Key government and civil society stakeholders noted that the implementation of this commitment was limited. [18] The ministry and related stakeholders, such as the Presidential Task Force on CKD, published and disseminated some government-held information pertaining to CKD through websites, leaflets, and wallcharts (see Milestone 1.2). However, this disclosure contained few, if any, conclusive details and did not inform sustainable solutions. [19] Therefore, these initiatives did not contribute to a significant improvement in access to information. Similarly, although established, the multistakeholder forum did not work toward, or result in, the preparation of the strategic prevention plan anticipated by stakeholders. [20] This meant that multistakeholder forum was unable to recommend changes to health policy. However, the Ministry of Health recognized that previously conflicting parties were now coming together to discuss the issue, and this represented a notable, albeit marginal, improvement in itself. [21]

Carried Forward?

Sri Lanka’s second action plan was not released by the time of this report. However, given the importance of citizens being made aware of preventive strategies and facilities on CKD, the IRM researcher recommends this commitment be carried forward to the next action plan.

In the 2016–2017 IRM midterm progress report, the IRM researcher recommended a few additional measures that could be taken to further enhance the impact of this commitment. These include publishing bi-annual reports on CKD research initiatives; appointing a focal point to coordinate initiatives to improve public access to preventive strategies; using diverse communication portals to share authentic information on CKD; and following-up on reports of user-feedback on access to, and the quality and reliability of, CKD facilities and services.

[1] The medical community has often presented CKD as a complication of diabetes or hypertension. However, since 2010, an increasing number of reported cases have had no identifiable cause (i.e., chronic kidney disease of unknown aetiology, CKDu). This is also sometimes referred to as Chronic Kidney Disease of non-Traditional causes (CKDnT).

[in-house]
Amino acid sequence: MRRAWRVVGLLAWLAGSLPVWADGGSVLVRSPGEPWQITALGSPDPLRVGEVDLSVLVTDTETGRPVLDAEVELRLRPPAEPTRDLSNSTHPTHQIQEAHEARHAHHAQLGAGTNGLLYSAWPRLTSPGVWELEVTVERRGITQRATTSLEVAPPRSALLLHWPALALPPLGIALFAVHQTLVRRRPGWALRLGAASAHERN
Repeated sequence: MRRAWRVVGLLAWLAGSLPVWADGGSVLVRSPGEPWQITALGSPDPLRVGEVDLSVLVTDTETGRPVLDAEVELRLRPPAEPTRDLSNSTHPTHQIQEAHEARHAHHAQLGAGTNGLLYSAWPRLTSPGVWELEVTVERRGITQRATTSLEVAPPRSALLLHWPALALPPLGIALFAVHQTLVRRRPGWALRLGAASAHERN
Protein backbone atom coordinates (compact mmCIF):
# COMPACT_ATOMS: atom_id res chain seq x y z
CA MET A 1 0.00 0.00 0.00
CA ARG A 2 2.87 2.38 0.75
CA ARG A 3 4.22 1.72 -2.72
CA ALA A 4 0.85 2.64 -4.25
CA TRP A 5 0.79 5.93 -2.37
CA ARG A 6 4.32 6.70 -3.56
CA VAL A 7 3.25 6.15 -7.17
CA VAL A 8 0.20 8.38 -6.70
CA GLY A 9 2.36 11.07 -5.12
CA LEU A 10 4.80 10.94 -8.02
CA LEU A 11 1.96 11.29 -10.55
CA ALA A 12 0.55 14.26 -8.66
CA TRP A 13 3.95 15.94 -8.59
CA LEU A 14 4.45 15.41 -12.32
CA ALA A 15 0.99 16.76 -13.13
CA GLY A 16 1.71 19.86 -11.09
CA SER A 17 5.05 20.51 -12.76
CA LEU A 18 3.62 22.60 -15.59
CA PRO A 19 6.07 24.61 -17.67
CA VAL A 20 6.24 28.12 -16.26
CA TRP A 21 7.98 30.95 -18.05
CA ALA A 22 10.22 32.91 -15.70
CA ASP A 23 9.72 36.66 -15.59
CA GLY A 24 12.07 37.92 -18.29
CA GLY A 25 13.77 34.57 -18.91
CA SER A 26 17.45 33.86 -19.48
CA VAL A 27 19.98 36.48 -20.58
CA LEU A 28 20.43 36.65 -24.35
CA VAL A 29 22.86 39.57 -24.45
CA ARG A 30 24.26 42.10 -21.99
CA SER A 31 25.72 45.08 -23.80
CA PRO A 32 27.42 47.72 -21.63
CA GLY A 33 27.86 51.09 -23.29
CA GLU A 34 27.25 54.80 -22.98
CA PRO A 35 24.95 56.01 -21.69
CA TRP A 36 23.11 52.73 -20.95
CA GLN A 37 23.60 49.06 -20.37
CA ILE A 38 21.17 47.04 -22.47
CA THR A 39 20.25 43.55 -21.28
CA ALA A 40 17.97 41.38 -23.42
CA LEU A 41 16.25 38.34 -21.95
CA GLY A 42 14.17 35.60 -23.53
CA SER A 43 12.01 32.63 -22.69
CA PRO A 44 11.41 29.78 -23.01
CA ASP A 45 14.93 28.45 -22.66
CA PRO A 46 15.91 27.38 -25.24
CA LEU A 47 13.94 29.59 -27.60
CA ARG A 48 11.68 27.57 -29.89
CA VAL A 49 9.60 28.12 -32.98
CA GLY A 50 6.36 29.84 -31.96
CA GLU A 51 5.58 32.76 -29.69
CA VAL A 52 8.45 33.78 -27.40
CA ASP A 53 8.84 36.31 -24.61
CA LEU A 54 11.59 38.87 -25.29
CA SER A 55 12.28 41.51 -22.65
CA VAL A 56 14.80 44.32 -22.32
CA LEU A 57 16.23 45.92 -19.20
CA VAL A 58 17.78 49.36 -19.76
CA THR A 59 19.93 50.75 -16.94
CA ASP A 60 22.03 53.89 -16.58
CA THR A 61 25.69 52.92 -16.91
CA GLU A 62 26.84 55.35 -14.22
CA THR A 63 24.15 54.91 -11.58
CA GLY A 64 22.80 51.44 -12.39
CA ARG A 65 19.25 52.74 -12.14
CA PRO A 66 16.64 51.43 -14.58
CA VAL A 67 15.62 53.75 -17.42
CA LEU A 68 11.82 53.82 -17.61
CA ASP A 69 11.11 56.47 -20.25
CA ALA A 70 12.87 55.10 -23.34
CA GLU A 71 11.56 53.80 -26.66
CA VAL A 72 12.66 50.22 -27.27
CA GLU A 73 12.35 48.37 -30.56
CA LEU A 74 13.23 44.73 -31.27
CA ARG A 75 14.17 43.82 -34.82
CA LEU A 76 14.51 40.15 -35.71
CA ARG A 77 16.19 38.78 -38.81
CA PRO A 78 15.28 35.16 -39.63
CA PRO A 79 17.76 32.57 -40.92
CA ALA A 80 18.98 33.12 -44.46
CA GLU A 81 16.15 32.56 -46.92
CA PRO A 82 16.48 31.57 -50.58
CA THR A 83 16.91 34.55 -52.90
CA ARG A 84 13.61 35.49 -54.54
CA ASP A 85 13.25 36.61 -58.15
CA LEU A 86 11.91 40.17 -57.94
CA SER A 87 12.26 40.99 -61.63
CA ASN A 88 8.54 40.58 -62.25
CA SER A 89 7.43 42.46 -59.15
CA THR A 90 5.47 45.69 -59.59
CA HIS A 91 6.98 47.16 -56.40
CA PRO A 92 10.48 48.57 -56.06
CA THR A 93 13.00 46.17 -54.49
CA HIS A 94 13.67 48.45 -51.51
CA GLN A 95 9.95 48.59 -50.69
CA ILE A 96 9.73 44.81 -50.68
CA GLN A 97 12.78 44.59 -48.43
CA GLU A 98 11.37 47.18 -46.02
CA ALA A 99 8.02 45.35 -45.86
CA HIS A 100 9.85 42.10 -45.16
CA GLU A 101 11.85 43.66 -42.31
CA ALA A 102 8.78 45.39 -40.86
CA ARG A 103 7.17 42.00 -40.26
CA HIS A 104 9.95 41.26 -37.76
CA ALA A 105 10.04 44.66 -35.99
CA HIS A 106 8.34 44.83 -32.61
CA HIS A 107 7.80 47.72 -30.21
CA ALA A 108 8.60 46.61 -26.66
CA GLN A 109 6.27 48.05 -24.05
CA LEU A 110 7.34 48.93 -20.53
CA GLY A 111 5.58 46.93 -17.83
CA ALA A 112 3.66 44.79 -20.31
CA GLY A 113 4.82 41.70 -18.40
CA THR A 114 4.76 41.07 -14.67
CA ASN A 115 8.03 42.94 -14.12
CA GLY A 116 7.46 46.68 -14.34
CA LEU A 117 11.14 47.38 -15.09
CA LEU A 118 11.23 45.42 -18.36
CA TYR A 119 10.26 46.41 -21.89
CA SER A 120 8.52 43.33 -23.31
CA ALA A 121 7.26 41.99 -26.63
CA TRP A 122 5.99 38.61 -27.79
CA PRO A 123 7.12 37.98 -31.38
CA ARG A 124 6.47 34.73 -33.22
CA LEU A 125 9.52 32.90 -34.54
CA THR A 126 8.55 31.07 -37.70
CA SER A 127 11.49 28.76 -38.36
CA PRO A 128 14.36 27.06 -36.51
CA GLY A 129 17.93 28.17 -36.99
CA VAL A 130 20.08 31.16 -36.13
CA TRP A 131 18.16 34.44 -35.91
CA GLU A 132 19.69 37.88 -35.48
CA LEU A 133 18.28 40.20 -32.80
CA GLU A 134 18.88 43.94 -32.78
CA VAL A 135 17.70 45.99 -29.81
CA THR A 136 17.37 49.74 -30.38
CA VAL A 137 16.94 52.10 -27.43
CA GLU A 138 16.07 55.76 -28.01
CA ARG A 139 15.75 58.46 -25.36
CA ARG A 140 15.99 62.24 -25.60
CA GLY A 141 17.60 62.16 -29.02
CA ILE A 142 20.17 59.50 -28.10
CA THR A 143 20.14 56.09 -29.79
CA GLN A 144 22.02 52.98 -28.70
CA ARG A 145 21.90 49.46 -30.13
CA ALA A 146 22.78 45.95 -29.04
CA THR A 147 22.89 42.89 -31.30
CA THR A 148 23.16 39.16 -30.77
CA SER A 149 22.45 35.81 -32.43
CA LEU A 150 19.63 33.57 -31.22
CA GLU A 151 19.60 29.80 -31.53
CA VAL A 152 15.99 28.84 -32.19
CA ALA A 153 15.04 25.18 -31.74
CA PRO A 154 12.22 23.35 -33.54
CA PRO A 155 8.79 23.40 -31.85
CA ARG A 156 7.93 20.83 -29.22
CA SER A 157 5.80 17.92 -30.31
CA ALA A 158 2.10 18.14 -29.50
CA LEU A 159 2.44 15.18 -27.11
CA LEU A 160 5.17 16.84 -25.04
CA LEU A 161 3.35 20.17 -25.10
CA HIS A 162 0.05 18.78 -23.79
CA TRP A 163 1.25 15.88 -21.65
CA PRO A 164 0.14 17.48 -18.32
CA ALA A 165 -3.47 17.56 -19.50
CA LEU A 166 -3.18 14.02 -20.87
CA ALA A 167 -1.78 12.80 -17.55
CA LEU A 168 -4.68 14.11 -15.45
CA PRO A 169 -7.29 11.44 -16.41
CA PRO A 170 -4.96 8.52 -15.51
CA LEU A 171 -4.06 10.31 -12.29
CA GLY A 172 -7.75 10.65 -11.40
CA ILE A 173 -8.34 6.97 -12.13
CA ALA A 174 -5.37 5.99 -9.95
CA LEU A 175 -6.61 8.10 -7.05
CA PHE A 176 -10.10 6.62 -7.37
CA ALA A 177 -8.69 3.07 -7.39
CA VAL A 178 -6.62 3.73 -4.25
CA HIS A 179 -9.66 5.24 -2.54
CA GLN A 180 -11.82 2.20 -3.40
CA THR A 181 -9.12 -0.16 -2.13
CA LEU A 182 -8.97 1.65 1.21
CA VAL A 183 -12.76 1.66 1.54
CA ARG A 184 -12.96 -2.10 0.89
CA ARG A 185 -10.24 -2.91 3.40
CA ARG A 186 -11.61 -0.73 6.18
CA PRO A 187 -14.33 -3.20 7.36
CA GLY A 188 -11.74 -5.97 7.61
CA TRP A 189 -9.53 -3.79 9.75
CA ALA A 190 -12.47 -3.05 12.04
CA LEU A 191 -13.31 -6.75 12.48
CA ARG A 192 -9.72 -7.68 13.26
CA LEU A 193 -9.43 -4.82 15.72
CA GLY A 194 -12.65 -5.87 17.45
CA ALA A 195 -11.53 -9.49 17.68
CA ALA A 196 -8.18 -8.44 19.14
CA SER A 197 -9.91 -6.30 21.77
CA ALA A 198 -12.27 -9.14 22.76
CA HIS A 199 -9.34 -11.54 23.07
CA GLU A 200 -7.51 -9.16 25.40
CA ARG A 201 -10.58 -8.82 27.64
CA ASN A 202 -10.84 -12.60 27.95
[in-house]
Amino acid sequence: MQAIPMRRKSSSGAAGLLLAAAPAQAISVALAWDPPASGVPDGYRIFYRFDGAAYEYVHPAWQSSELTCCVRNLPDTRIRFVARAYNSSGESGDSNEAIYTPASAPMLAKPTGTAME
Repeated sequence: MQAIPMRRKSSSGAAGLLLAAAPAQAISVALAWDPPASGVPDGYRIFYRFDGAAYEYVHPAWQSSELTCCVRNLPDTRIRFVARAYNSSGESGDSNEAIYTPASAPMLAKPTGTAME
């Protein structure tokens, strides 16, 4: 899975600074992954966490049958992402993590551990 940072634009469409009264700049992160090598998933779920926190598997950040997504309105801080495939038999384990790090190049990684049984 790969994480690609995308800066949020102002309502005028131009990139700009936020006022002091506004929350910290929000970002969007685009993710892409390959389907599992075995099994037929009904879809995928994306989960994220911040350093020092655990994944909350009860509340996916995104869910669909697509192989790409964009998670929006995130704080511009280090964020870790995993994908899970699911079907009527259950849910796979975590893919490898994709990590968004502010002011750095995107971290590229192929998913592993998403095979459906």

[2] “Presidential Task Force on Chronic Kidney Disease Prevention” (Presidential Task Force, 2017)

[3] Ministry of Health, Nutrition, and Indigenous Medicine, Weekly Epidemiological Report, 11-17 February 2017,

[4] Dr. Susie Perera (Ministry of Health, Nutrition, and Indigenous Medicine), Dr. Amila Chandrasiri (Ministry of Health, Nutrition, and Indigenous Medicine), and Dr. Vinya Ariyaratne (Sarvodaya), interview by IRM researcher, 26 October 2017.

[5] Dr. Susie Perera (Ministry of Health, Nutrition, and Indigenous Medicine), interview by IRM researcher, 28 September 2018; Dr. Amila Chandrasiri (Ministry of Health, Nutrition, and Indigenous Medicine), interview by IRM researcher, 14 September 2018.

[6] Dr. Vinya Ariyaratne (Sarvodaya), interview by IRM researcher, 27 September 2018.

[7] Perera, interview, 28 September 2018; Chandrasiri, interview, 14 September 2018; Ariyaratne, interview 27 September 2018.

[8] Ariyaratne, interview, 27 September 2018.

[9] Perera, interview, 28 September 2018; Chandrasiri, interview, 14 September 2018.

[10] Ministry of Health, Nutrition & Indigenous Medicine, Sri Lanka National Health Accounts 2013 (2018)

[11] Ariyaratne, interview, 27 September 2018.

[12] Perera, interview, 28 September 2018; and Chandrasiri, interview, 14 September 2018.

[13] Ariyaratne, interview, 27 September 2018.

[14] Perera, interview, 28 September 2018; Chandrasiri, interview, 14 September 2018.

[15] “Medical Mystery: Kidney Disease Killing Farm Workers in Sri Lanka” (CBS News, 19 January 2015)

[16] For instance, upon the onset of a symptom of any basic illness, people in affected areas fear the contraction of CKD and rely on unsubstantiated information to drink as little water from their wells as possible. This action then leads to chronic dehydration and further deterioration of their health condition — “Medical Mystery: Kidney Disease Killing Farm Workers in Sri Lanka,” CBS News, 19 January 2015,

[17] Ariyaratne, interview, 26 October 2017.

[18] Perera, interview, 28 September 2018; Chandrasiri, interview, 14 September 2018; Ariyaratne, interview, 27 September 2018.

[19] Dr. Susie Perera and Dr. Amila Chandrasiri, interview by IRM researcher.

[20] Ariyaratne, interview, 27 September 2018.

[21] Perera, interview, 28 September 2018.